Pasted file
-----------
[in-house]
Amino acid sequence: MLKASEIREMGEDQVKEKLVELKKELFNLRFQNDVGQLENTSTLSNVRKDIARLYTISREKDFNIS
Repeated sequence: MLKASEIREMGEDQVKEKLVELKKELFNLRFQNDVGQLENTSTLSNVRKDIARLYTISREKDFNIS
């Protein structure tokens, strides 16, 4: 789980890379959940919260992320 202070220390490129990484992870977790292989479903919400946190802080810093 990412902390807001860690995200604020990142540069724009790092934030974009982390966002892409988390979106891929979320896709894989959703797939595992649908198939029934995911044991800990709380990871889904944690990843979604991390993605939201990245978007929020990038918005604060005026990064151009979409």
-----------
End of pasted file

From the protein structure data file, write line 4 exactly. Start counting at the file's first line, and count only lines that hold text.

């Protein structure tokens, strides 16, 4: 789980890379959940919260992320 202070220390490129990484992870977790292989479903919400946190802080810093 990412902390807001860690995200604020990142540069724009790092934030974009982390966002892409988390979106891929979320896709894989959703797939595992649908198939029934995911044991800990709380990871889904944690990843979604991390993605939201990245978007929020990038918005604060005026990064151009979409």